Too Little, Too Late

The Quest to Resolve Sovereign Debt Crises

Edited by Martin Guzman, José Antonio Ocampo, and Joseph E. Stiglitz

Columbia University Press

Too Little, Too Late

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Pub Date: May 2016

ISBN: 9780231179263

312 Pages

Format: Hardcover

List Price: $70.00£58.95

Pub Date: May 2016

ISBN: 9780231542029

312 Pages

Format: E-book

List Price: $69.99£58.95

Too Little, Too Late

The Quest to Resolve Sovereign Debt Crises

Edited by Martin Guzman, José Antonio Ocampo, and Joseph E. Stiglitz

Columbia University Press

The current approach to resolving sovereign debt crises does not work: sovereign debt restructurings come too late and address too little. Though unresolved debt crises impose enormous costs on societies, many recent restructurings have not been deep enough to provide the conditions for economic recovery (as illustrated by the Greek debt restructuring of 2012). And if the debtor decides not to accept the terms demanded by the creditors, finalizing a restructuring can be slowed by legal challenges (as illustrated by the recent case of Argentina, deemed as "the trial of the century").

A fresh start for distressed debtors is a basic principle of a well-functioning market economy, yet there is no international bankruptcy framework for sovereign debts. While this problem is not new, the United Nations and the global community are now willing to do something about it. Providing guidance for those who intend to take up reform, this book assesses the relative merits of various debt-restructuring proposals, especially in relation to the main deficiencies of the current nonsystem. With contributions by leading academics and practitioners, Too Little, Too Late reflects the overwhelming consensus among specialists on the need to find workable solutions.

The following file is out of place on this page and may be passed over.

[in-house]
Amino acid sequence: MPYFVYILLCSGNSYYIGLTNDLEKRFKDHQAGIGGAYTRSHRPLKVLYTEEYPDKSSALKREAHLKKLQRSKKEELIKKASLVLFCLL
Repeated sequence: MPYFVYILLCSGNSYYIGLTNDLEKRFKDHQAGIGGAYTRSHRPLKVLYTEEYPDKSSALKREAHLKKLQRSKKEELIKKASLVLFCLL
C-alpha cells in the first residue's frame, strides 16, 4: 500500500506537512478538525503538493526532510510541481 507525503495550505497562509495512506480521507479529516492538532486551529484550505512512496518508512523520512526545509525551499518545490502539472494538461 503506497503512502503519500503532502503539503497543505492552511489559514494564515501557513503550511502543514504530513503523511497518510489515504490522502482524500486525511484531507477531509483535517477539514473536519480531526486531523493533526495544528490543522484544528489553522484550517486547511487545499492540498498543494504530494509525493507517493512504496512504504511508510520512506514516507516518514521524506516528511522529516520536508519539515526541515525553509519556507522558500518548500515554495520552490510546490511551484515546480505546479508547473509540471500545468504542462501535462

The international debt regime desperately needs fixing. The debate over how to fix it, for its part, desperately needs systematic analysis, which is precisely what we get from this important volume. Critics of the current regime may not agree with everything proposed here, but they cannot afford to ignore it. Barry Eichengreen, George C. Pardee and Helen N. Pardee Professor of Economics and Political Science, University of California, Berkeley
In a world awash with debt, effective procedures for restructuring excessive debt burdens are essential but sorely lacking when it comes to sovereign borrowers. Better arrangements which can benefit both debtors and creditors need to reflect economic, legal, and political considerations. Too Little, Too Late pulls together powerful insights from each of these disciplines, and makes a major contribution to a crucially important policy debate. Adair Turner, author of Between Debt and the Devil: Money, Credit, and Fixing Global Finance
Addressing the longstanding question of whether it is possible to improve the methods and legal/institutional framework for sovereign debt restructuring, this book answers in the affirmative and provides a number of concrete proposals for how this might be accomplished. With strong analytical chapters from preeminent scholars and practitioners, this book will appeal to academic and policy audiences alike. Jeremiah Pam, Columbia University
Well timed.... An excellent resource on a topic likely to become important in the near future. Financial Analyst Journal